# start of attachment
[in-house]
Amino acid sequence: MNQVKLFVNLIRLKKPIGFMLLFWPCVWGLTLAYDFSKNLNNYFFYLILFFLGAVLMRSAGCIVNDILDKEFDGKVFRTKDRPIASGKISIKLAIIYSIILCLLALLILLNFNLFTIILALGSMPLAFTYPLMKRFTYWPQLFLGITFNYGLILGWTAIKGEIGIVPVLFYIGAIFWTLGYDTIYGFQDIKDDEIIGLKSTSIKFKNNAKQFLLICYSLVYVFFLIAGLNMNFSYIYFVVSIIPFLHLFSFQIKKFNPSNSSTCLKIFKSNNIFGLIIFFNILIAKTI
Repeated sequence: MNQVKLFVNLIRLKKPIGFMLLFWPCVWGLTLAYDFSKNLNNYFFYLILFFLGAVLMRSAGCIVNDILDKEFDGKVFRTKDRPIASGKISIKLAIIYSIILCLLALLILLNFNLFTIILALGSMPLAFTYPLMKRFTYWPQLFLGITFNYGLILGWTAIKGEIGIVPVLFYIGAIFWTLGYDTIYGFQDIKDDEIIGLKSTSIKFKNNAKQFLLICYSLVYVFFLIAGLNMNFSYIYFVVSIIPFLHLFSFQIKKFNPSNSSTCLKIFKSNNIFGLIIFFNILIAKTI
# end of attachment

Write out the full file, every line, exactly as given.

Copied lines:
[in-house]
Amino acid sequence: MNQVKLFVNLIRLKKPIGFMLLFWPCVWGLTLAYDFSKNLNNYFFYLILFFLGAVLMRSAGCIVNDILDKEFDGKVFRTKDRPIASGKISIKLAIIYSIILCLLALLILLNFNLFTIILALGSMPLAFTYPLMKRFTYWPQLFLGITFNYGLILGWTAIKGEIGIVPVLFYIGAIFWTLGYDTIYGFQDIKDDEIIGLKSTSIKFKNNAKQFLLICYSLVYVFFLIAGLNMNFSYIYFVVSIIPFLHLFSFQIKKFNPSNSSTCLKIFKSNNIFGLIIFFNILIAKTI
Repeated sequence: MNQVKLFVNLIRLKKPIGFMLLFWPCVWGLTLAYDFSKNLNNYFFYLILFFLGAVLMRSAGCIVNDILDKEFDGKVFRTKDRPIASGKISIKLAIIYSIILCLLALLILLNFNLFTIILALGSMPLAFTYPLMKRFTYWPQLFLGITFNYGLILGWTAIKGEIGIVPVLFYIGAIFWTLGYDTIYGFQDIKDDEIIGLKSTSIKFKNNAKQFLLICYSLVYVFFLIAGLNMNFSYIYFVVSIIPFLHLFSFQIKKFNPSNSSTCLKIFKSNNIFGLIIFFNILIAKTI